Thought a bit more about nostalgia today on my morning walk. (I blogged about the same theme years ago.)
Perhaps I enjoy nostalgia because of having, as best I remember, an idyllic childhood—wonderful parents who had a middle-class income, a healthy mind and body, a good education, a physically safe environment, and all in the midst of a bustling economy with wealth distributed relatively fairly (much more so than it is now) and a polity still somewhat united in the aftermath of WWII. Had I not been born with that genome in that environment, I may be less nostalgic. I wish everyone had an excellent past to look back on, and an infinitely good future to look forward to.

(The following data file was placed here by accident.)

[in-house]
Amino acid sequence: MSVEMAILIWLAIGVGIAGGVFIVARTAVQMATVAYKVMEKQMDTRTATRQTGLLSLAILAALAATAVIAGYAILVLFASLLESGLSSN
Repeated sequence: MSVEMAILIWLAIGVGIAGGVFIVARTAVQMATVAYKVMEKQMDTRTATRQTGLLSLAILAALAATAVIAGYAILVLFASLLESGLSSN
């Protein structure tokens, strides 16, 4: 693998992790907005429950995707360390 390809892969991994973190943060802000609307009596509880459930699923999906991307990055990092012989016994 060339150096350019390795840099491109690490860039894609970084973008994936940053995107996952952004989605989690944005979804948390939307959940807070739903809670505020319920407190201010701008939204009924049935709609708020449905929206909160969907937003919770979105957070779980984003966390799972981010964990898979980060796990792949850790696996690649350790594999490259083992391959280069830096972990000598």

It is not surprising that such ideas took hold while walking, which provides the opportunity for and is conducive to, uninterrupted, reflective thinking. Many have extolled the virtues of walking: Lao Tzu, Aristotle, Rousseau, Dickens, Freud, Piaget, and former US Presidents Thomas Jefferson and Harry Truman.1 2 The physical and psychological benefits of walking make it even more appealing. I encourage everyone to walk if possible and if you cannot, then move your body in whatever way you can.
And if you cannot move for some reason, then move your mind and explore its space. There you can travel as far as your imagination and sense of wonder allow; seeing sights and thinking thoughts that the able-bodied may miss.